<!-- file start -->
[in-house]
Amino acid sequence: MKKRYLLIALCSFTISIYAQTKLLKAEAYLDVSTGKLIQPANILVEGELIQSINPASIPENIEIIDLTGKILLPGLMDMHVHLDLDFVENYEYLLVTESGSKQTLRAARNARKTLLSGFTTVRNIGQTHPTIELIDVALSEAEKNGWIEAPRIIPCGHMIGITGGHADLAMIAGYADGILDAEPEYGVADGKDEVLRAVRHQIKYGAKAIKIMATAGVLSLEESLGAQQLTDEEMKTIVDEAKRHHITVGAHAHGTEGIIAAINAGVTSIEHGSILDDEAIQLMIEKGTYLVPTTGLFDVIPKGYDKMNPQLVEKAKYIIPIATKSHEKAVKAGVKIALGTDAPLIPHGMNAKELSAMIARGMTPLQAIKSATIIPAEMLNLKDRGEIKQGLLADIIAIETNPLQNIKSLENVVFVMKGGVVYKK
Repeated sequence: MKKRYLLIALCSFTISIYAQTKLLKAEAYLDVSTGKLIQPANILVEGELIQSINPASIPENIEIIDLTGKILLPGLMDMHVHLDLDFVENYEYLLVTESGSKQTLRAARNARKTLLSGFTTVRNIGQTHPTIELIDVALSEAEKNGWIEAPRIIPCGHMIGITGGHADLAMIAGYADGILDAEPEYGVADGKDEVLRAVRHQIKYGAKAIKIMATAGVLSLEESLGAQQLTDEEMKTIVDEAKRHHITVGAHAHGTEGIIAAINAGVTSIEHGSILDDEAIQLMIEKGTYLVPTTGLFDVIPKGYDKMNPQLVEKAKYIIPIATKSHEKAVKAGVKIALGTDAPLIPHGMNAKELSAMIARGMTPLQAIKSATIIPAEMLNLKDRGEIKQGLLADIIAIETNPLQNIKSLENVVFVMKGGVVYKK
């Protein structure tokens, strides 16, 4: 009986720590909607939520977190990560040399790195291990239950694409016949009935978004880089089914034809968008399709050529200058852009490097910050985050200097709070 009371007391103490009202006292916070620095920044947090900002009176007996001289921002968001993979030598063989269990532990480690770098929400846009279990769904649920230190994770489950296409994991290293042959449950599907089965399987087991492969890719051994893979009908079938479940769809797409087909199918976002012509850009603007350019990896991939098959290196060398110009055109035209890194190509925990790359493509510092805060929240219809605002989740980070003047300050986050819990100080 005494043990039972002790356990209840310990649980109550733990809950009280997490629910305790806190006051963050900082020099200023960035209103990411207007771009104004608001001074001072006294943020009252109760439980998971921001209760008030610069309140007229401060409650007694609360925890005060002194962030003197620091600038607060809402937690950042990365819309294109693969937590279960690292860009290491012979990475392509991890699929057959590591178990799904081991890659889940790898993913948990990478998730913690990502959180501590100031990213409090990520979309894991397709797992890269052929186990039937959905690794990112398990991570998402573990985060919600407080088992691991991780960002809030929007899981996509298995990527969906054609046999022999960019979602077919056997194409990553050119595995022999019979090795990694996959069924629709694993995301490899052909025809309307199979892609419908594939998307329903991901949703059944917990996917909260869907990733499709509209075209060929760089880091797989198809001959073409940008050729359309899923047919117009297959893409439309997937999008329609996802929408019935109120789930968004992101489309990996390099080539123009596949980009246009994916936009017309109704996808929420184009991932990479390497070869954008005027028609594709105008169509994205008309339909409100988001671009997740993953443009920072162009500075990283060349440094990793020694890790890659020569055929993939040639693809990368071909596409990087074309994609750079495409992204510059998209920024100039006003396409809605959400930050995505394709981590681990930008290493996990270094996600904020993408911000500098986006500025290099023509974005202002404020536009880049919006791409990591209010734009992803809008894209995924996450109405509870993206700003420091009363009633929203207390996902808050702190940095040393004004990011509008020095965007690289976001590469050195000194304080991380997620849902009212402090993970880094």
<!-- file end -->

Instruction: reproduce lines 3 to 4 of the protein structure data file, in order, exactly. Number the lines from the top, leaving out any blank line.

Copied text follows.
Repeated sequence: MKKRYLLIALCSFTISIYAQTKLLKAEAYLDVSTGKLIQPANILVEGELIQSINPASIPENIEIIDLTGKILLPGLMDMHVHLDLDFVENYEYLLVTESGSKQTLRAARNARKTLLSGFTTVRNIGQTHPTIELIDVALSEAEKNGWIEAPRIIPCGHMIGITGGHADLAMIAGYADGILDAEPEYGVADGKDEVLRAVRHQIKYGAKAIKIMATAGVLSLEESLGAQQLTDEEMKTIVDEAKRHHITVGAHAHGTEGIIAAINAGVTSIEHGSILDDEAIQLMIEKGTYLVPTTGLFDVIPKGYDKMNPQLVEKAKYIIPIATKSHEKAVKAGVKIALGTDAPLIPHGMNAKELSAMIARGMTPLQAIKSATIIPAEMLNLKDRGEIKQGLLADIIAIETNPLQNIKSLENVVFVMKGGVVYKK
């Protein structure tokens, strides 16, 4: 009986720590909607939520977190990560040399790195291990239950694409016949009935978004880089089914034809968008399709050529200058852009490097910050985050200097709070 009371007391103490009202006292916070620095920044947090900002009176007996001289921002968001993979030598063989269990532990480690770098929400846009279990769904649920230190994770489950296409994991290293042959449950599907089965399987087991492969890719051994893979009908079938479940769809797409087909199918976002012509850009603007350019990896991939098959290196060398110009055109035209890194190509925990790359493509510092805060929240219809605002989740980070003047300050986050819990100080 005494043990039972002790356990209840310990649980109550733990809950009280997490629910305790806190006051963050900082020099200023960035209103990411207007771009104004608001001074001072006294943020009252109760439980998971921001209760008030610069309140007229401060409650007694609360925890005060002194962030003197620091600038607060809402937690950042990365819309294109693969937590279960690292860009290491012979990475392509991890699929057959590591178990799904081991890659889940790898993913948990990478998730913690990502959180501590100031990213409090990520979309894991397709797992890269052929186990039937959905690794990112398990991570998402573990985060919600407080088992691991991780960002809030929007899981996509298995990527969906054609046999022999960019979602077919056997194409990553050119595995022999019979090795990694996959069924629709694993995301490899052909025809309307199979892609419908594939998307329903991901949703059944917990996917909260869907990733499709509209075209060929760089880091797989198809001959073409940008050729359309899923047919117009297959893409439309997937999008329609996802929408019935109120789930968004992101489309990996390099080539123009596949980009246009994916936009017309109704996808929420184009991932990479390497070869954008005027028609594709105008169509994205008309339909409100988001671009997740993953443009920072162009500075990283060349440094990793020694890790890659020569055929993939040639693809990368071909596409990087074309994609750079495409992204510059998209920024100039006003396409809605959400930050995505394709981590681990930008290493996990270094996600904020993408911000500098986006500025290099023509974005202002404020536009880049919006791409990591209010734009992803809008894209995924996450109405509870993206700003420091009363009633929203207390996902808050702190940095040393004004990011509008020095965007690289976001590469050195000194304080991380997620849902009212402090993970880094």